Speaking before a packed audience at the stately University Club of Chicago, Edelman called himself a proud Chicagoan who committed “an act of treason” when he moved to New York to head up the Big Apple office. A reason for the shift: “People in Chicago keep calling me Dan,” he joked.
|Richard Edelman speaks Monday in Chicago. |
Photos: Kevin McCauley
Ever the shrewd businessman, Dan saw an opportunity to work with many of Chicago’s ad agencies to extend the reach and creditability of their advertising, said Edelman.
That led to the firm’s collaboration with Leo Burnett to promote the presidential candidacy of Morris the Cat, spokescat for 9-Lives.
Said Edelman: “Believe it or not, Morris had more base name recognition than candidate Michael Dukakis.”
Native New Yorker Dan moved to Chicago in 1948 as PR director of the Toni Co., maker of the do-it-yourself permanent.
It was there that he created the “first-ever product media tour to capture the attention of news editors and consumers across the country through a 70-city tour featuring six sets of real-life twins,” his son said.
|Richard Edelman praised sister Renee for the firm's growth in technology.|
He told how a visit to Tulsa resulted in the arrest of the twins due to a local ordinance banning the practice of cosmetology without a license.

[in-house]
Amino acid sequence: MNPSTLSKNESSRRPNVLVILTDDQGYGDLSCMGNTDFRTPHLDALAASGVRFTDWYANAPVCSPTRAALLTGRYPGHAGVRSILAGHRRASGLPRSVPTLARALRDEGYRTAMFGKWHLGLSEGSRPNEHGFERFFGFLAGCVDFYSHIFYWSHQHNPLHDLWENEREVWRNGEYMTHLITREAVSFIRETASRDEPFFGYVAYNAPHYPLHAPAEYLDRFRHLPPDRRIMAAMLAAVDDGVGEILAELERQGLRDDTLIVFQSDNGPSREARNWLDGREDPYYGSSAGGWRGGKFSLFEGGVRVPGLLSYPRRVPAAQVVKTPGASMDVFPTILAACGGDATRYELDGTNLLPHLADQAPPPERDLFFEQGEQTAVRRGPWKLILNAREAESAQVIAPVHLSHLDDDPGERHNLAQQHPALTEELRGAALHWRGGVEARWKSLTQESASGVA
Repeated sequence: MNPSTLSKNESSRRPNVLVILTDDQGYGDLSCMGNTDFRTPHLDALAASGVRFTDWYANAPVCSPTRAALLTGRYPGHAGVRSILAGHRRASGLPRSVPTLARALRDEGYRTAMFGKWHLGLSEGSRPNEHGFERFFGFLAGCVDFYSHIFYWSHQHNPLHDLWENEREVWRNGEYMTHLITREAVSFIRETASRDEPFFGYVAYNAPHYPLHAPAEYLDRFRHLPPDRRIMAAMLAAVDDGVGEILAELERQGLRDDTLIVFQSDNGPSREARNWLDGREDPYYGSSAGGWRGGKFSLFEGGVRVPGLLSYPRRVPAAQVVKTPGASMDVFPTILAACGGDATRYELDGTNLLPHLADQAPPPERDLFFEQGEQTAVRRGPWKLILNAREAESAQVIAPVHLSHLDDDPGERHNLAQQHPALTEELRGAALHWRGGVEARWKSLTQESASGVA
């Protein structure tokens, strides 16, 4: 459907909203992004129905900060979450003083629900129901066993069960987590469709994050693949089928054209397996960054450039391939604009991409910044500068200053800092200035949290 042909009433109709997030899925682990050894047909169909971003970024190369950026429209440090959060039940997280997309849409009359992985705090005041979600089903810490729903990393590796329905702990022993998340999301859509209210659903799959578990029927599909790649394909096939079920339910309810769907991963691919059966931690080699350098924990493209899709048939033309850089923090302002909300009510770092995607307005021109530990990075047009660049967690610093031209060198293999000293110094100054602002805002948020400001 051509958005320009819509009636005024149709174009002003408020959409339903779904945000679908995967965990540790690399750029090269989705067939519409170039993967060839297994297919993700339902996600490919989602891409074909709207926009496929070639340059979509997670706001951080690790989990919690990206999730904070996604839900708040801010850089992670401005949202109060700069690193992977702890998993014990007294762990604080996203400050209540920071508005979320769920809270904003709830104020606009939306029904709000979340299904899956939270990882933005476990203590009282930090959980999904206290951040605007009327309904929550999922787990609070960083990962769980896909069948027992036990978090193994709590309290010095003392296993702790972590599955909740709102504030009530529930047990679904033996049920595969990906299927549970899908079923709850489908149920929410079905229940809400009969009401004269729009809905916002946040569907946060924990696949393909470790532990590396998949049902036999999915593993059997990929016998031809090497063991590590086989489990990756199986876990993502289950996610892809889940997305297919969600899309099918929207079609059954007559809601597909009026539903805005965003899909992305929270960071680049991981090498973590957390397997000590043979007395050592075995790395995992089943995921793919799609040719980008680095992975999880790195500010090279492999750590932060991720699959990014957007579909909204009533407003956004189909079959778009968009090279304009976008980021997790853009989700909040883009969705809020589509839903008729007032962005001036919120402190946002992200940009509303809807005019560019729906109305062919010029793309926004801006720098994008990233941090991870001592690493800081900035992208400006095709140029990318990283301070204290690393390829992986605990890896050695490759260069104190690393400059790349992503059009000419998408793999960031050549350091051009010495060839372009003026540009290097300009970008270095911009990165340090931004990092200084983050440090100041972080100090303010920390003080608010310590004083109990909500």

When contacted by the Tulsa police, Edelman joyfully jumped at the PR gift and called the Associated Press. The resulting stores about the arrest received huge play coast-to-coast.
Richard said the Toni campaign was the first time that PR, which was mostly dealing with corporate reputations, was so closely aligned with a product.
He said the firm follows Dan’s operating principles of hire the best talent, work hard to retain staffers by offering entrepreneurial opportunities, invest in intellectual capital, expand in new markets through re-investing earnings and avoid debt.
Richard said “as long as you’re independent and family-owned, you’ll serve no one’s interests before those of your clients’.
The 92-year-old Edelman could not attend the anniversary party. He’s been hospitalized since early August.
|GolinHarris co-founder Al Golin with Ruth Edelman.|
For instance, Edelman said that “instead of waiting for government to respond and regulate, business must address the issues and challenges of our time. It should move from license to operate, to license to lead, setting the agenda on issues like fracking, establishing the context and then proving performance through transparency.”
PR, at its best, can help move business and society forward in a complex world. “Let’s compete not just with other PR firms but with ad agencies and digital firms for budgets and for ideas that are catalysts for change,” urged Richard.
There’s a need for PR to lead under the public engagement framework. “Fittingly, it’s the leadership Dan always believed that PR should have. He believed it sat above advertising in the communications hierarchy,” said Richard.
Ruth received a rousing standing ovation.
He commended brother, John, for “starting our human resources function a decade ago, then helping us continue our involvement in the community,” and sister, Renee,” for “championing the technology sector at Edelman, now our second-largest line of business.”
He concluded: “To Dan, it is a rare gift to find work that sustains you, and keeps you curious for a lifetime. But it is rarer yet to share that gift for 34 years with your father.”
Richard expressed gratitude to the audience and “to the city of Chicago for all that you have given us.”